How to Make Remote Recruitment Work
14 November 2023
Hybrid and remote work is here to stay, so it’s crucial that your company invests in making new hires feel included from the start. The kind of flexibility that comes with remote work has been shown to increase retention; in a post-Covid world people want to travel more, and remote work makes this easier.
What’s more, hiring remote employees also means it’s easier to bring people in from diverse backgrounds. It’s also more friendly towards parents, as mandating time in office can cut parents off from work who may be more inclined to stay home instead.
Are there certain characterises to look for when making hybrid or remote hires?
1. Look for candidates who are passionate, curious, professional and humble.
2. Try and avoid those with a negative orientation, such as those who bash the competition, blame others or are arrogant.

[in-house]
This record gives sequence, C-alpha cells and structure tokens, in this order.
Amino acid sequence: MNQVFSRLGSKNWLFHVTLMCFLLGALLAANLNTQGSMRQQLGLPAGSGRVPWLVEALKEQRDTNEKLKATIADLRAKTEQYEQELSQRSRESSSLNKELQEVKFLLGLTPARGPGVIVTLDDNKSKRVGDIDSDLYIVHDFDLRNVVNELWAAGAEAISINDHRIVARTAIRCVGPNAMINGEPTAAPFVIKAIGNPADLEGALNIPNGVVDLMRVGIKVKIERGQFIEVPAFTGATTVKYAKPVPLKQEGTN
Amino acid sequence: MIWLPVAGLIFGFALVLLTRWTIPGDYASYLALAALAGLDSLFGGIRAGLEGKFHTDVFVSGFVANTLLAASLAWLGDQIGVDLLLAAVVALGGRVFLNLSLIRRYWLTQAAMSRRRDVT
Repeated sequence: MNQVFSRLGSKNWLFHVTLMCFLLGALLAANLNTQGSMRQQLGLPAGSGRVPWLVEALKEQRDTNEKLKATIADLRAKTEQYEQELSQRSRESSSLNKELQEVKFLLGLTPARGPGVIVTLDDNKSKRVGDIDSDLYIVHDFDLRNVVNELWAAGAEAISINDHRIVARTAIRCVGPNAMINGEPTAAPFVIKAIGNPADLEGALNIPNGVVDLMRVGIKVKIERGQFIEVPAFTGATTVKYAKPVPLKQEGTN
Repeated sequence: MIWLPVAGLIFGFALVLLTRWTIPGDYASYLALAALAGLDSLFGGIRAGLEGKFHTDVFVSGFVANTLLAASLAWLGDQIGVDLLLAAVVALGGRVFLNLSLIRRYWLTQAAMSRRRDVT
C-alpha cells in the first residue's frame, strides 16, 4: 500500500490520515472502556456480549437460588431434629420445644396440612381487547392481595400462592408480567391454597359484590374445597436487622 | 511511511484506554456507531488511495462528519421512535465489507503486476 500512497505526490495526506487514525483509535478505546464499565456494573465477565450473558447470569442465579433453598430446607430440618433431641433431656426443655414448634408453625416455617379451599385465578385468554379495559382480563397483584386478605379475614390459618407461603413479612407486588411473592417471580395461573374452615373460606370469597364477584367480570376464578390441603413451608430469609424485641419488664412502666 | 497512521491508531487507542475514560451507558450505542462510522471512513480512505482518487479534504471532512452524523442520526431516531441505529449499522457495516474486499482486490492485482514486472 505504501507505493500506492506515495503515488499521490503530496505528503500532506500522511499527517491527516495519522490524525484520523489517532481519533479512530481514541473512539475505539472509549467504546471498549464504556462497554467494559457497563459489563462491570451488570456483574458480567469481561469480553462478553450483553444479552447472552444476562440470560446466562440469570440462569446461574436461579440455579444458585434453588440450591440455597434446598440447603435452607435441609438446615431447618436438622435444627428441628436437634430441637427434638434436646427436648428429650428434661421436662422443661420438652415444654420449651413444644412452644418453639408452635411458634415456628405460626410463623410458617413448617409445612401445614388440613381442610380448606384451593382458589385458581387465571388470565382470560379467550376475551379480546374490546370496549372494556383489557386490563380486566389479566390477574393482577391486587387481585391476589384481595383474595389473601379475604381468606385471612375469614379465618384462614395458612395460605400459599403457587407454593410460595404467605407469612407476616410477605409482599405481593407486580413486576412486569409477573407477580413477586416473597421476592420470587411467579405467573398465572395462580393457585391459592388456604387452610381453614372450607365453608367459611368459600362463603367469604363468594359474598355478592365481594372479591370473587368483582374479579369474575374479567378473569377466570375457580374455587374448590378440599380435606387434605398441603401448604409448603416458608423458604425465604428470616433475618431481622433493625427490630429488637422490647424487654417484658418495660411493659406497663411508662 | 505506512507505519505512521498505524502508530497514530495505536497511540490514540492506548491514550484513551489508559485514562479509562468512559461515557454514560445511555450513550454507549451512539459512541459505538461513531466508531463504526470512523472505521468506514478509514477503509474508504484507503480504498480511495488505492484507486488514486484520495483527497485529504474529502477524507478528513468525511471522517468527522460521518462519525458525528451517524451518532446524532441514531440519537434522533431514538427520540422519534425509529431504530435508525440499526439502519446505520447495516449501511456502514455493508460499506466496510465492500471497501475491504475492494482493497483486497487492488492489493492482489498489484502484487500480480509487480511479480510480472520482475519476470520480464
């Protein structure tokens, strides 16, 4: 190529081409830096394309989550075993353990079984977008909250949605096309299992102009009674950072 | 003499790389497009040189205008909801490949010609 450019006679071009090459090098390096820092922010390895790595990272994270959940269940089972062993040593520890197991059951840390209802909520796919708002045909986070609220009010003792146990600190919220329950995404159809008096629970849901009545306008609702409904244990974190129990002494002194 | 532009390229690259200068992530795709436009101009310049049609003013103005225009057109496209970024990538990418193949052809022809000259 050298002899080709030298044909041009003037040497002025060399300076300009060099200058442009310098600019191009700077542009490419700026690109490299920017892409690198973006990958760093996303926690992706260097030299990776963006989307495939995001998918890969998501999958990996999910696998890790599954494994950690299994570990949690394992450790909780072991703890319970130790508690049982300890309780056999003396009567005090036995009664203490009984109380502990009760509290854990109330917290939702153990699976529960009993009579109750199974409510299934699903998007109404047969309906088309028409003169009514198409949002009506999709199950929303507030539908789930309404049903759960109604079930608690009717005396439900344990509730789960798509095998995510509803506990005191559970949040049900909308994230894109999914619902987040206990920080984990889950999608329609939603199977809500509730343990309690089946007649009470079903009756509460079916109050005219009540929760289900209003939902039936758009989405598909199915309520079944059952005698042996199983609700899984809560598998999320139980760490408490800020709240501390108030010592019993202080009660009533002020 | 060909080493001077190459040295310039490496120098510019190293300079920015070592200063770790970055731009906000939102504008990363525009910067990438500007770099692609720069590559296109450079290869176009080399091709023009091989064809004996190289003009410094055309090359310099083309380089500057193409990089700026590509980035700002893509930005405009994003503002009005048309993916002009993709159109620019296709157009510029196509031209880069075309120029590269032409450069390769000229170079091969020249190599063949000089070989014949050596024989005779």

3. Focus on assessing the skills required for the job, rather than just how good the candidate is at interviewing.
4. Evaluate prospective employees based on how their values align with the company values. It’s harder to build culture remotely, so it’s crucial to hire against your North Star from the start.
How do you get onboarding right for employees who aren’t in the office?
Try and get people into office for onboarding and learning where possible, as it helps to instil the company culture. For fully remote onboarding, it’s important to have a well-documented process. Think about:
1. What are the new hire’s learning milestones by the end of the first day/week/month?
2. Set clear expectations for each onboarding process — team onboarding, leadership onboarding, company onboarding etc.
3. Always be transparent with remote employees and allow them to look at compensation, company targets and P&L from day one.
4. Conduct regular check-ins and 1-1s with remote employees to help prevent people feeling isolated during onboarding and provide an opportunity to ask questions, give feedback and explain any challenges they’re facing.
You may want to create a user manual for each new hire to find out the best ways of working with your team from the start. Ask each employee to answer the following questions: